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An Output Of The Sales Process Should Be Profitable Customers

by David Brock on September 6th, 2012

Most of the time we look at our sales process and think of it as producing deals, orders, or revenue.  Don’t get me wrong, those are still critical outputs of the sales process.  However, too often we fail to think about the quality of the deals we close.  In our competitiveness or hunger to close business, we sometimes win the wrong deals.

A key goal of the sales process needs to be producing profitable customers.

This sounds obvious, but too often, we don’t know a customer has the potential of being unprofitable until after we get the order, or until very late in the process–when we may be so emotionally attached to closing the deal that we close it regardless of the cost!

How does this happen?

The most obvious are the deals we win by taking pricing actions!  More and more, I see sales people discounting.  Sometimes the “door opener” is, “Have I got a deal……..” with the very first call introducing a discounted price.  Over the course of the sales process, the price will only go one direction, down!  Over time, deal after deal, margins decline.  Managers do the analysis, deal by deal, simplistically saying, “the revenue we are getting is more than our costs.”  But over time, our ability to invest is diminished—-we can’t invest as much in supporting those customers, they become unhappy and leave.  We can’t invest in new product development, we become less competitive, sales volumes decline,  Overtime, little things accumulate, taken individually, none is dangerous, but cumulatively, they erode our abilities to support our customers, grow our businesses and thrive.

Chasing customer outside our sweet spot–going for the marginal sale.  Our sweet spot exists for a purpose.  It identifies both those customer segments where our offerings are most competitive and those customers we can support profitably.  Yet, too often we chase deals outside our sweet spot–or we don’t even define the sweet spot.  Customers outside our sweet spot aren’t more difficult customers, but they are more difficult customers for us.  We don’t know how to sell to them, we don’t know how to support them.  Our products may not be the best fit, so keeping them happy and productive involves much more work and is always tougher for us.  We start “not liking” them–you know where things go from here.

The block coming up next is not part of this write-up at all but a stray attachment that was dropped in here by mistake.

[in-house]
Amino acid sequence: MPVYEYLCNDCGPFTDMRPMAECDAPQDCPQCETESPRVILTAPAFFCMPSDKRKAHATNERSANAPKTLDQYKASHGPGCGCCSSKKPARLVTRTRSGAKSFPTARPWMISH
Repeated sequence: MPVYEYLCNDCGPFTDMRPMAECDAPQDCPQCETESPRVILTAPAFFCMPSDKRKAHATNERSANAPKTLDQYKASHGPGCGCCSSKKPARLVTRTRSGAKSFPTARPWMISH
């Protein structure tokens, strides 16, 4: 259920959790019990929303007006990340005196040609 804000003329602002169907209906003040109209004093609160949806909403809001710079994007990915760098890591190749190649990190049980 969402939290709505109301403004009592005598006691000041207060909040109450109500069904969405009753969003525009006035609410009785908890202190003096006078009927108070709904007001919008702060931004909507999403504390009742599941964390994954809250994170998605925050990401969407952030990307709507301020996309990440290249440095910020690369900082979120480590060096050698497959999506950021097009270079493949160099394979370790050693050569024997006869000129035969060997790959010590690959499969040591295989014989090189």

Not all revenue is good revenue!  Yes, sometimes we choose to book marginal business, but each time that needs to be something that is carefully reviewed.  We have to focus on developing good business, getting good revenue.  Good revenue is business we can acquire, support, and grow profitably.  Good revenue is business that reinforces our strengths and enables us to build and grow–for instance leveraging a deal for more and profitable penetration of an account, a segment, a market.

Does your sales process screen for good business, profitable deals and customers?  Is it part of your qualification/disqualification process?  Do you define this as part of your sweet spot?

Do you continually review deals as they progress through the buying process?  Do you focus on the quality of the opportunity, your ability to support it, your ability to grow it profitably?

Do you understand the long term implications of taking pricing actions to win each deal?  Do you actively minimize discounting, knowing that if cusotmers are not willing to compensate you for value delivered, they are likely to be unprofitable customers?

Do you find yourself regretting that you won a deal?

Good business is profitable business!  Make sure that’s what you chase and close.

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  1. Dave, great post. I’d add that in the small companies I work with, there’s another effect of chasing business that’s out of the sweet spot (what I call “chasing shiny objects”). These companies not only cut their margins, but they don’t develop and establish the expertise in their customer’s business that contributes to differentiation in the sweet spot. So they never are able to justify the investment in their product or services and, as you say, their margins and ability to generate the excess cash they need to re-invest in their business slowly erode. I’ve found that the single most important message I can carry to these companies is to stay in the sweet spot and become the best in that spot.

    • Andy, it’s always great to see your comments here! You are absolutely right. The power of the sweet spot is it builds your experience, it builds your references, it builds the depth and quality of relationships with customers in the sweet spot. But what we also overlook is it increases our liklihood of winning, decreases our sales cycle, decreases our cost of selling, and increases our profitability.

      Selling outside your sweet spot is like going back to go and not collecting $200. It’s a new adventure for you and the customer every single time. You have no experience base, no references, etc. It’s crazy to do enything but focus on the sweet spot!

      Thanks so much for pointing this out. Regards, Dave

      • And there’s another thing that happens, Dave. When you “own” your sweet spot through true differentiation of your product, service, and understanding of your customer’s business, you gain pricing flexibility, enabling wider margins, Wider margins mean more excess cash, enable expansion or movement to a wider or additional sweet spot, and generally create a virtuous cycle in your business. Maybe that’s why we call it “sweet.”

        • Great minds think alike. Look at my blog post for today! The sweet spot keeps getting sweeter!! Regards, Dave

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